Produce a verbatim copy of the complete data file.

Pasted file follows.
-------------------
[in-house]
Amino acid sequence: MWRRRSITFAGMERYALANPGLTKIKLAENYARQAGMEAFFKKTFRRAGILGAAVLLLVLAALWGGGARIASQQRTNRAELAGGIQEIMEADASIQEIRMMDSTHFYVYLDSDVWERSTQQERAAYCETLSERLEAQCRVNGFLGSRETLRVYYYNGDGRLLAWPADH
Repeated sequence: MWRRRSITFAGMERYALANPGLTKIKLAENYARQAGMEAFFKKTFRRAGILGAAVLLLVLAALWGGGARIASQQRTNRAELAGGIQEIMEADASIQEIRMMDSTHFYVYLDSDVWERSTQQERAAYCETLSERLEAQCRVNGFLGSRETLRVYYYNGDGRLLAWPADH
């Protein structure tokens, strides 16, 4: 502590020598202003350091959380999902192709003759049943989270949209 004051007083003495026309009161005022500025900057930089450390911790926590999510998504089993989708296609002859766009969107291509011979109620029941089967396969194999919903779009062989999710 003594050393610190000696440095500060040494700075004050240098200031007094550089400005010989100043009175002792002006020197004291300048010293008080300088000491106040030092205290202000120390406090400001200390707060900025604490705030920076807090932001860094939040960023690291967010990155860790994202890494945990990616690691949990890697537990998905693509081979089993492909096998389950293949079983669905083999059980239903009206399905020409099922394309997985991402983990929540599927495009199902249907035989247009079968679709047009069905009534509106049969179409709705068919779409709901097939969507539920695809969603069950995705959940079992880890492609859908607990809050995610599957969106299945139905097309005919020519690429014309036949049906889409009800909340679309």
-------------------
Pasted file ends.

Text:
[in-house]
Amino acid sequence: MWRRRSITFAGMERYALANPGLTKIKLAENYARQAGMEAFFKKTFRRAGILGAAVLLLVLAALWGGGARIASQQRTNRAELAGGIQEIMEADASIQEIRMMDSTHFYVYLDSDVWERSTQQERAAYCETLSERLEAQCRVNGFLGSRETLRVYYYNGDGRLLAWPADH
Repeated sequence: MWRRRSITFAGMERYALANPGLTKIKLAENYARQAGMEAFFKKTFRRAGILGAAVLLLVLAALWGGGARIASQQRTNRAELAGGIQEIMEADASIQEIRMMDSTHFYVYLDSDVWERSTQQERAAYCETLSERLEAQCRVNGFLGSRETLRVYYYNGDGRLLAWPADH
């Protein structure tokens, strides 16, 4: 502590020598202003350091959380999902192709003759049943989270949209 004051007083003495026309009161005022500025900057930089450390911790926590999510998504089993989708296609002859766009969107291509011979109620029941089967396969194999919903779009062989999710 003594050393610190000696440095500060040494700075004050240098200031007094550089400005010989100043009175002792002006020197004291300048010293008080300088000491106040030092205290202000120390406090400001200390707060900025604490705030920076807090932001860094939040960023690291967010990155860790994202890494945990990616690691949990890697537990998905693509081979089993492909096998389950293949079983669905083999059980239903009206399905020409099922394309997985991402983990929540599927495009199902249907035989247009079968679709047009069905009534509106049969179409709705068919779409709901097939969507539920695809969603069950995705959940079992880890492609859908607990809050995610599957969106299945139905097309005919020519690429014309036949049906889409009800909340679309």